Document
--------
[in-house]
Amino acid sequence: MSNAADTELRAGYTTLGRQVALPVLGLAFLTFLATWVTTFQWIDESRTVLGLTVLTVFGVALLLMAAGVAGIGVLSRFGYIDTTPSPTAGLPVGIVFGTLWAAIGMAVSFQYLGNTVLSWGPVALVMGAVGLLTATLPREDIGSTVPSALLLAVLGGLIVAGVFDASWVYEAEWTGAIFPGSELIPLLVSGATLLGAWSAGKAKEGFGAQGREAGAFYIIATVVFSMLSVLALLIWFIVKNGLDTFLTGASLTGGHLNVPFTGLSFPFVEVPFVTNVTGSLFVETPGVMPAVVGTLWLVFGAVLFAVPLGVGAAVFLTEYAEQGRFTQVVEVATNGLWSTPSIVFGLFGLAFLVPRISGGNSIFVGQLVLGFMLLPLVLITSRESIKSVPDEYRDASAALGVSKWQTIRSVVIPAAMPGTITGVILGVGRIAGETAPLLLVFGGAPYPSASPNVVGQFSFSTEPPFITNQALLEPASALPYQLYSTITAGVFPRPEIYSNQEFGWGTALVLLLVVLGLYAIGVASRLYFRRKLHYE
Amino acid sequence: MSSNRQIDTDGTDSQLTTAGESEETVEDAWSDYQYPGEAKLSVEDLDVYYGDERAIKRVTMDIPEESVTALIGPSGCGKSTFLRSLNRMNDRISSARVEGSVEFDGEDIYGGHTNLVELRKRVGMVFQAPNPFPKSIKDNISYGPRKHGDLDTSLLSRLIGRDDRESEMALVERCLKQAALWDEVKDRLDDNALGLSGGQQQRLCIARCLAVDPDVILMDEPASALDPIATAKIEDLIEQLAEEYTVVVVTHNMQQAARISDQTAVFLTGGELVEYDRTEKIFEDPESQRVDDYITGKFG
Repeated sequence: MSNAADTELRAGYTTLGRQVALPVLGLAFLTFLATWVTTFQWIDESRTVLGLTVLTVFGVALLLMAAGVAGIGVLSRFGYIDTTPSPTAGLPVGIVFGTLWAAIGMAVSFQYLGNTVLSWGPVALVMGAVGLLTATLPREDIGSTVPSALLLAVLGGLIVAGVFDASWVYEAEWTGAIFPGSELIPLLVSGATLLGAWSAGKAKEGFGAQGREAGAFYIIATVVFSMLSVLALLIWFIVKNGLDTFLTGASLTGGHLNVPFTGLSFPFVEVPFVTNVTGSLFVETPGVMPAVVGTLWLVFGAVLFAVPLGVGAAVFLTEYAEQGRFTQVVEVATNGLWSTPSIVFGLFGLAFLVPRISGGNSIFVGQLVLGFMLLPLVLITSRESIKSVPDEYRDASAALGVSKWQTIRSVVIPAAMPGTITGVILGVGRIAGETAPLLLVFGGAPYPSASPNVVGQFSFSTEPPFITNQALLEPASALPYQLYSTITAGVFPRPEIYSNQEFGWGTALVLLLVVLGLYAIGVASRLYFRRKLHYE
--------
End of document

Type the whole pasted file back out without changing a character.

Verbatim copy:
[in-house]
Amino acid sequence: MSNAADTELRAGYTTLGRQVALPVLGLAFLTFLATWVTTFQWIDESRTVLGLTVLTVFGVALLLMAAGVAGIGVLSRFGYIDTTPSPTAGLPVGIVFGTLWAAIGMAVSFQYLGNTVLSWGPVALVMGAVGLLTATLPREDIGSTVPSALLLAVLGGLIVAGVFDASWVYEAEWTGAIFPGSELIPLLVSGATLLGAWSAGKAKEGFGAQGREAGAFYIIATVVFSMLSVLALLIWFIVKNGLDTFLTGASLTGGHLNVPFTGLSFPFVEVPFVTNVTGSLFVETPGVMPAVVGTLWLVFGAVLFAVPLGVGAAVFLTEYAEQGRFTQVVEVATNGLWSTPSIVFGLFGLAFLVPRISGGNSIFVGQLVLGFMLLPLVLITSRESIKSVPDEYRDASAALGVSKWQTIRSVVIPAAMPGTITGVILGVGRIAGETAPLLLVFGGAPYPSASPNVVGQFSFSTEPPFITNQALLEPASALPYQLYSTITAGVFPRPEIYSNQEFGWGTALVLLLVVLGLYAIGVASRLYFRRKLHYE
Amino acid sequence: MSSNRQIDTDGTDSQLTTAGESEETVEDAWSDYQYPGEAKLSVEDLDVYYGDERAIKRVTMDIPEESVTALIGPSGCGKSTFLRSLNRMNDRISSARVEGSVEFDGEDIYGGHTNLVELRKRVGMVFQAPNPFPKSIKDNISYGPRKHGDLDTSLLSRLIGRDDRESEMALVERCLKQAALWDEVKDRLDDNALGLSGGQQQRLCIARCLAVDPDVILMDEPASALDPIATAKIEDLIEQLAEEYTVVVVTHNMQQAARISDQTAVFLTGGELVEYDRTEKIFEDPESQRVDDYITGKFG
Repeated sequence: MSNAADTELRAGYTTLGRQVALPVLGLAFLTFLATWVTTFQWIDESRTVLGLTVLTVFGVALLLMAAGVAGIGVLSRFGYIDTTPSPTAGLPVGIVFGTLWAAIGMAVSFQYLGNTVLSWGPVALVMGAVGLLTATLPREDIGSTVPSALLLAVLGGLIVAGVFDASWVYEAEWTGAIFPGSELIPLLVSGATLLGAWSAGKAKEGFGAQGREAGAFYIIATVVFSMLSVLALLIWFIVKNGLDTFLTGASLTGGHLNVPFTGLSFPFVEVPFVTNVTGSLFVETPGVMPAVVGTLWLVFGAVLFAVPLGVGAAVFLTEYAEQGRFTQVVEVATNGLWSTPSIVFGLFGLAFLVPRISGGNSIFVGQLVLGFMLLPLVLITSRESIKSVPDEYRDASAALGVSKWQTIRSVVIPAAMPGTITGVILGVGRIAGETAPLLLVFGGAPYPSASPNVVGQFSFSTEPPFITNQALLEPASALPYQLYSTITAGVFPRPEIYSNQEFGWGTALVLLLVVLGLYAIGVASRLYFRRKLHYE